|▶||Aim:||Oral fluency practice|
|▶||Summary:||Working in groups, students invent a story, taking turns to speak.|
Inventing a story is a personalised, communicative activity, and often humourous. But unless your students are especially imaginative, it needs some sort of goal or stimulous to keep the story rolling. What I used was simply a list of words written on the board: each student in turn must take the next word in the list and incorporate it into the story.
Just prepare a list of words. For an intermediate class, at least 20 or 30 words are required, since the groups will move through the list quite quickly. Of course the words should be ones that they will know. For variety, try using a few different word classes: some nouns, adjectives, verbs, etc. You want the students to use their imagination, so don't prepare a list of words which actually suggests a particular storyline!
You could use an object or a picture as a starting-point for the story.
Another possible twist is to just make a list of 20 words or so, and then when the class is near the end pick a few groups and ask each person to add a word to the list. I found that students seemed to enjoy doing this.
|I tried a variation of this activity in order to practise past simple and past progressive: all the items on the list were verbs in one of these tenses: "ate, remembered, was/were reading, etc". Although this is a bit of an odd way to form sentences (we usually choose the grammar to match the context, rather than choosing a context to match the grammar!), I hoped that it would at least raise awareness of the distinction between the two tenses. But in fact the activity just seemed to generate more grammatical errors than ever before, and it's not something that I would recommend trying.|
20.08.2003 , 11:55
|I've tried this with my middle school students, with mixed results. My class sizes are 40-50. |
I first asked my students for about a dozen words - any words that came to their mind - which I listed on the blackboard. I then used these words to write a story on the board myself, just to illustrate the point.
Once they got the point, I asked the students for another short list of words. I then formed 3-4 teams, and got one student from each team in succession to come up to the board and write up one sentence to continue the story. After writing that, the student would add one more word to the word list. Thus, all the words came from the students themselves.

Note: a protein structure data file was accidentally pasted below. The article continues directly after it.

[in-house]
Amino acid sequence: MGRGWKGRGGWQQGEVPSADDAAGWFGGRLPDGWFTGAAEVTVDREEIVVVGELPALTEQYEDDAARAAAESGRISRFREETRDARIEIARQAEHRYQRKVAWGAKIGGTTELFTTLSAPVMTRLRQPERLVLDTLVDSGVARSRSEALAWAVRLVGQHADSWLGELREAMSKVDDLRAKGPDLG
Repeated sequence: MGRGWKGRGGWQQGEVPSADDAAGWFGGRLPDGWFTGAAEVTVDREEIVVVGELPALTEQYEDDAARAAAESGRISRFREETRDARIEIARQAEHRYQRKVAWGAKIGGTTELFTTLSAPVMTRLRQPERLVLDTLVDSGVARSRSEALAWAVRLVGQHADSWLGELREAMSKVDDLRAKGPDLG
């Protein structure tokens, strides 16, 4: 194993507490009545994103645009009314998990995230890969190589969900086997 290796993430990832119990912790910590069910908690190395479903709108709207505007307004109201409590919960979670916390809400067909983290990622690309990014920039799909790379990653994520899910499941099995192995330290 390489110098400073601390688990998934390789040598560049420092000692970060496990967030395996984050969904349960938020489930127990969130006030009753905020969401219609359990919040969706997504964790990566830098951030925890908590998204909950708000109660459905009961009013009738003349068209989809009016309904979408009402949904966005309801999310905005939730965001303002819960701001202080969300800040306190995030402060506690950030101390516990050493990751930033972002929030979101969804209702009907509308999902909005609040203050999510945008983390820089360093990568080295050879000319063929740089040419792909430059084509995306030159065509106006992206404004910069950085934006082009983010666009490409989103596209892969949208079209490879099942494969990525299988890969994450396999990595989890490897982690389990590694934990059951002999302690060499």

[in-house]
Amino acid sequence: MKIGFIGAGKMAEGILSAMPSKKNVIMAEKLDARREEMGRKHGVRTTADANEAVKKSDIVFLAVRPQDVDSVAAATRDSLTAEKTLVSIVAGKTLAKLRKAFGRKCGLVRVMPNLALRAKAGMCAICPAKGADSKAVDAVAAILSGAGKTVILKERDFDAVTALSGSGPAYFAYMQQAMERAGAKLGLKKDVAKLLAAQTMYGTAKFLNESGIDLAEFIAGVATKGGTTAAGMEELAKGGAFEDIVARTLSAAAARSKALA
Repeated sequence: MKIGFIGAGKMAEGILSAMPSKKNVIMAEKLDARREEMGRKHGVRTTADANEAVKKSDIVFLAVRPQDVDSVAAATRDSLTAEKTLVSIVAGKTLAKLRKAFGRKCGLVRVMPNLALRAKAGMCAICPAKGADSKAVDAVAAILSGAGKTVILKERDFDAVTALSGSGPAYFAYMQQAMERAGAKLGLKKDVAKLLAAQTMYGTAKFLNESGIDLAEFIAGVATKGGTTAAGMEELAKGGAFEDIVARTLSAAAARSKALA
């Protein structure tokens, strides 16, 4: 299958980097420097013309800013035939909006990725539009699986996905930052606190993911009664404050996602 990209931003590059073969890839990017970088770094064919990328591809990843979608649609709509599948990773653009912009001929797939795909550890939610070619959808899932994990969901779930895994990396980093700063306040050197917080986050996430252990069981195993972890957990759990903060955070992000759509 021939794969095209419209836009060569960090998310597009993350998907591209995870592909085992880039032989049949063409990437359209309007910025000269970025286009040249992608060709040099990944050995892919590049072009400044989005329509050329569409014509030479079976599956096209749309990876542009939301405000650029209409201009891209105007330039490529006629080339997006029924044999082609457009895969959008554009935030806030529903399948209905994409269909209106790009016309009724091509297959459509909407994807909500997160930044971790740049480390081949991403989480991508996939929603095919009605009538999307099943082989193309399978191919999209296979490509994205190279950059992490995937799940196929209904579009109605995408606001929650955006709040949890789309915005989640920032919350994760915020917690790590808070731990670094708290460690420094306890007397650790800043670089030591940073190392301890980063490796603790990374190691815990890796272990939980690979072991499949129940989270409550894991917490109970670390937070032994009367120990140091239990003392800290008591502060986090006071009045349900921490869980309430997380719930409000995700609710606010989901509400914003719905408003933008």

One difficulty with this activity was that most of the students had nothing to do for most of the time. Also, when someone's turn came up, he/she had no time to think or to discuss the word. It can be quite daunting for some students to have to come up and make a sentence on the board. Most students would try to shy away from it, and you'd find mostly the same few students volunteering to do it repeatedly.
In another variation, after my initial illustration, I elicited a sizeable list of about 20-30 words, and then asked students to work in groups of four and make up stories using these words. One student in each group was to do the actual writing for the group. I thought this would make better use of everyone's time, and also give them an opportunity for discussion (hopefully in English) before writing their sentences. A few students came up with pretty humorous stories which they then read out to the class.
I noticed that Chinese students seem to love the word "W.C." A sentence like "Superman was eating a hamburger in the W.C." usually has them in fits. If you have a problem with getting them into the spirit of this activity, use this word "W.C" in a sentence example and you'll see the light of comprehension suddenly dawning in their eyes regarding the endless possibilities in this activity.
05.12.2005 , 08:36